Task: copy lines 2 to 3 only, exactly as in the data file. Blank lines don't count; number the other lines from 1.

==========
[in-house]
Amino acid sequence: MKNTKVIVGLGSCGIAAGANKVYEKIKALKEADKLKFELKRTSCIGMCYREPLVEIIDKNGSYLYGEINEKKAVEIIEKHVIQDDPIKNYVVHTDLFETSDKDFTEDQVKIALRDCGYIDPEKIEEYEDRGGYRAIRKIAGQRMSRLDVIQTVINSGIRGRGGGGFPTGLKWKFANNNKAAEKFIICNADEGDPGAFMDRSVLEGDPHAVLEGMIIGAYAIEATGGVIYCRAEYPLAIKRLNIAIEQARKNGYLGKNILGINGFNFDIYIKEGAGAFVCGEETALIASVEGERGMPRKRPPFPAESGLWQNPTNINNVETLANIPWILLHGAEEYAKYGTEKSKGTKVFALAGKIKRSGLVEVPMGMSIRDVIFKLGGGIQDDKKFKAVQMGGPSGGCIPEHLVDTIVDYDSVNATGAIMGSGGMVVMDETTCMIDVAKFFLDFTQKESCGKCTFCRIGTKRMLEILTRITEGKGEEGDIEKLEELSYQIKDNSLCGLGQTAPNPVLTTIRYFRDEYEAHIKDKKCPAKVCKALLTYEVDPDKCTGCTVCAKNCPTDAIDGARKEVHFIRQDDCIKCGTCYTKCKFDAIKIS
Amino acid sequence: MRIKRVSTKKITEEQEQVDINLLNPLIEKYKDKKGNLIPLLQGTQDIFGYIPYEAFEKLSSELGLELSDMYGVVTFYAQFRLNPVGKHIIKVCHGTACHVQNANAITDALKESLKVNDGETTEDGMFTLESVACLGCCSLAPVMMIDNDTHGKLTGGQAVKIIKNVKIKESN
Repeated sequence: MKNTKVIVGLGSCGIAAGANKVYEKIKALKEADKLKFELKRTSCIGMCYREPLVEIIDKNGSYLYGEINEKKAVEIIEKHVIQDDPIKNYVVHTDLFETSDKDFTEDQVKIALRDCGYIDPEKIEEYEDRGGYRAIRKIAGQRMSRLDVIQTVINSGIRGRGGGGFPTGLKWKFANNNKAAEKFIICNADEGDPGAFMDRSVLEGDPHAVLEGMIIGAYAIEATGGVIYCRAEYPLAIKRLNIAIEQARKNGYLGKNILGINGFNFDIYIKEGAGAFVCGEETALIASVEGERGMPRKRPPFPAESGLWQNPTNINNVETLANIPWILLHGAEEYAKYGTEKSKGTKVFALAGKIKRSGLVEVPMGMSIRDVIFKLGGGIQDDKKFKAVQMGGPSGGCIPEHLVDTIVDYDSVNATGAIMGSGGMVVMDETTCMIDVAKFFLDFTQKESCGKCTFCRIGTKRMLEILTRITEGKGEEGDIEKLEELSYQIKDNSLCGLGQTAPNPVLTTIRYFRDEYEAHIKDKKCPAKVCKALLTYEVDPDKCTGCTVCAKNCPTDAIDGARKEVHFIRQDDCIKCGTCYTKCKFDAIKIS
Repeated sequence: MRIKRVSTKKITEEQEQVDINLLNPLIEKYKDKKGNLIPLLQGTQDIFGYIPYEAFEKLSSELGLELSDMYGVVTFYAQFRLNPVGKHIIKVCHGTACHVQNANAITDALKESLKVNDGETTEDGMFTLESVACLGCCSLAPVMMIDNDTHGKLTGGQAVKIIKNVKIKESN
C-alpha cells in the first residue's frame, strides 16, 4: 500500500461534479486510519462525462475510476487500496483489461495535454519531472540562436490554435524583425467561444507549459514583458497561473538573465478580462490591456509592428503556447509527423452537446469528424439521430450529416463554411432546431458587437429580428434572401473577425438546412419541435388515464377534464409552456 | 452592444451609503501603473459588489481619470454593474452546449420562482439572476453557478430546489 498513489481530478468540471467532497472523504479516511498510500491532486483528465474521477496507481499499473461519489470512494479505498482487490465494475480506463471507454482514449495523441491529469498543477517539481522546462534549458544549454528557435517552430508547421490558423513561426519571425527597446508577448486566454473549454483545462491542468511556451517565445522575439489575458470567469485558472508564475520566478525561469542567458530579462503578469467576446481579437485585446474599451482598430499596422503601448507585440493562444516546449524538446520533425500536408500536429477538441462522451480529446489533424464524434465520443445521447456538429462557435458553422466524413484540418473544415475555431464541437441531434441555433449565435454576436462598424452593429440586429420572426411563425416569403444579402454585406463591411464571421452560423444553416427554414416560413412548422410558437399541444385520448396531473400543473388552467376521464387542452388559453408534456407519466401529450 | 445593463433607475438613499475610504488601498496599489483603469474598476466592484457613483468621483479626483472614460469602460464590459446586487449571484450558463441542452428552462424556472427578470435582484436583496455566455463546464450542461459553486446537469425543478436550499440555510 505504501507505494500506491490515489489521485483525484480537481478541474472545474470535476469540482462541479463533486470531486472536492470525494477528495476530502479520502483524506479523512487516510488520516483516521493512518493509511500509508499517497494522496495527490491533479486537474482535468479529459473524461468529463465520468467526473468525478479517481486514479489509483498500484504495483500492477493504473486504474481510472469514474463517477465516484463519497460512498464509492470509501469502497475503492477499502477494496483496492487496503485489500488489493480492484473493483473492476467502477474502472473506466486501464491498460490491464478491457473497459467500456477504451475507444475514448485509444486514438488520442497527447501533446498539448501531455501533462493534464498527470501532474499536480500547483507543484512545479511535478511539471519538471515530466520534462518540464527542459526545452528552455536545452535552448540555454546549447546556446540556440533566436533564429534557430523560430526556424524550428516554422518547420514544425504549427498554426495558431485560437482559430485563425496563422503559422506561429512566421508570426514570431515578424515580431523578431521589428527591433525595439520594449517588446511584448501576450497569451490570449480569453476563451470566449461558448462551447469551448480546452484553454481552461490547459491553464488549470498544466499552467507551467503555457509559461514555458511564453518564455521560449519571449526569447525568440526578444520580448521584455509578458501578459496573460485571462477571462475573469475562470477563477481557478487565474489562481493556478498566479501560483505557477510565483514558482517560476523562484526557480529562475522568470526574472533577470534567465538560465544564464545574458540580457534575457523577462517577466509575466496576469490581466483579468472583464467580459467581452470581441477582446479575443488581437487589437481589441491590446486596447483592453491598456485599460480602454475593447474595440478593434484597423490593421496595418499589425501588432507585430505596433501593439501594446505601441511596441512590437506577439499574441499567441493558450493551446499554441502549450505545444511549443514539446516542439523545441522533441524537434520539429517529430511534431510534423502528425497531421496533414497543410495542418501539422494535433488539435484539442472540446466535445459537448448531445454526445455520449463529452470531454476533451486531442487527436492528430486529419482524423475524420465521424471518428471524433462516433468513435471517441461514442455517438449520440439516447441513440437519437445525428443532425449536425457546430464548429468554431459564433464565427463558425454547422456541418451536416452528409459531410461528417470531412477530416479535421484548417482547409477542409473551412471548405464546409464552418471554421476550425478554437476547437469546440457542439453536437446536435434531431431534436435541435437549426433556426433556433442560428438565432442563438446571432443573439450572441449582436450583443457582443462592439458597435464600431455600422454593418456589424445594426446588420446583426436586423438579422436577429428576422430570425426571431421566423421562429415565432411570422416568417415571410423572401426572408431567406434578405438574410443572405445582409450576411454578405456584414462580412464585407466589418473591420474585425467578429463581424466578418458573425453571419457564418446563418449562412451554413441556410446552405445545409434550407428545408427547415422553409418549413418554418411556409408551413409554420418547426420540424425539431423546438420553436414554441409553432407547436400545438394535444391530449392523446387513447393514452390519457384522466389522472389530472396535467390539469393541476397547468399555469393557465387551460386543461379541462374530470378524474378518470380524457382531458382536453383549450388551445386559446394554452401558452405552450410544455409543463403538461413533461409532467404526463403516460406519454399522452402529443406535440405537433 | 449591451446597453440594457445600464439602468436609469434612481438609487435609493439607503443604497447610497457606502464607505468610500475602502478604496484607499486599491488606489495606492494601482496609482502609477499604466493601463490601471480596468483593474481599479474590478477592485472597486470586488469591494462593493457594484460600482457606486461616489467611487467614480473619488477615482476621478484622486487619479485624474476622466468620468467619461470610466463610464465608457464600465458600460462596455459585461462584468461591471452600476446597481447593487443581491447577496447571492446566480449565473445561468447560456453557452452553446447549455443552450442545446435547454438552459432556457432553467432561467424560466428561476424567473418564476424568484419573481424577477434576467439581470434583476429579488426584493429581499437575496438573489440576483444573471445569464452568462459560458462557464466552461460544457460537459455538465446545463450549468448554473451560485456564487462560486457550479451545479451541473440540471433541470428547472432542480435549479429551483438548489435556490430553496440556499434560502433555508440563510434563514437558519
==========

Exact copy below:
Amino acid sequence: MKNTKVIVGLGSCGIAAGANKVYEKIKALKEADKLKFELKRTSCIGMCYREPLVEIIDKNGSYLYGEINEKKAVEIIEKHVIQDDPIKNYVVHTDLFETSDKDFTEDQVKIALRDCGYIDPEKIEEYEDRGGYRAIRKIAGQRMSRLDVIQTVINSGIRGRGGGGFPTGLKWKFANNNKAAEKFIICNADEGDPGAFMDRSVLEGDPHAVLEGMIIGAYAIEATGGVIYCRAEYPLAIKRLNIAIEQARKNGYLGKNILGINGFNFDIYIKEGAGAFVCGEETALIASVEGERGMPRKRPPFPAESGLWQNPTNINNVETLANIPWILLHGAEEYAKYGTEKSKGTKVFALAGKIKRSGLVEVPMGMSIRDVIFKLGGGIQDDKKFKAVQMGGPSGGCIPEHLVDTIVDYDSVNATGAIMGSGGMVVMDETTCMIDVAKFFLDFTQKESCGKCTFCRIGTKRMLEILTRITEGKGEEGDIEKLEELSYQIKDNSLCGLGQTAPNPVLTTIRYFRDEYEAHIKDKKCPAKVCKALLTYEVDPDKCTGCTVCAKNCPTDAIDGARKEVHFIRQDDCIKCGTCYTKCKFDAIKIS
Amino acid sequence: MRIKRVSTKKITEEQEQVDINLLNPLIEKYKDKKGNLIPLLQGTQDIFGYIPYEAFEKLSSELGLELSDMYGVVTFYAQFRLNPVGKHIIKVCHGTACHVQNANAITDALKESLKVNDGETTEDGMFTLESVACLGCCSLAPVMMIDNDTHGKLTGGQAVKIIKNVKIKESN